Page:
Disagreement over support for open access publishing
09 November 2005
Open access publisher BioMed Central has rejected suggestions by UK science minister Lord Sainsbury that open access is losing support.
Sainsbury made his comments at an evidence session of the science and technology select committee. 'We have seen a peak in the enthusiasm for open access publishing and a fall-off in people putting forward proposals for it because some of the difficulties and costs are now becoming clear,' he said.
In an open letter to Sainsbury BioMed Central publisher Matthew Cockerill reiterated results of a recent survey produced by the Centre for Information Behaviour and the Evaluation of Research, an independent publishing think tank based at University College London. The results of the survey point to a significant rise in the number of authors publishing in open access journals, and a greater awareness about open access publishing among the research community.
'Publishers ought to be the servants of the scientific community, not its masters,' said Cockerill. He accused the government of ignoring advice about open access from the select committee and funding bodies such as Research Councils UK, who want to make it mandatory for research papers arising from Council-funded work to be deposited in openly available repositories. The government appears to give more weight to representations from the traditional publishing industry, which do not want to see a move to open access, he said.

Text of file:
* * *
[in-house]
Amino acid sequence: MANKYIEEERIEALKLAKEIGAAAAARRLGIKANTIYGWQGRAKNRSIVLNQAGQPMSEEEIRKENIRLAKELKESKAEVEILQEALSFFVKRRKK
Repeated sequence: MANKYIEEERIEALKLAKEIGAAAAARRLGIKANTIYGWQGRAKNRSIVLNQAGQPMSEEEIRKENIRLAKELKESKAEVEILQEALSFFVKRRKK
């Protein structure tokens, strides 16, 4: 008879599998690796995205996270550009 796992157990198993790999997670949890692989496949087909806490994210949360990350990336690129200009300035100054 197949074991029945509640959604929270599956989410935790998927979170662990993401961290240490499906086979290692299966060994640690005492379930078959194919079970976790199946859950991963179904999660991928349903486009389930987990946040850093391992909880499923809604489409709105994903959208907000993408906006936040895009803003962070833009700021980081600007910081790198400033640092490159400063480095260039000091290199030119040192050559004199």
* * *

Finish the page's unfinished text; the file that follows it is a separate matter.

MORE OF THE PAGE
'Open access archives of published research are strongly desirable from the point of view of funders and research institutions. Objections from traditional publishers should not be allowed to weaken the initiative from Research Councils UK to require deposit in such archives,' said Cockerill.
BioMed Central said it is not surprised to have received no response from the science minister. Katharine Sanderson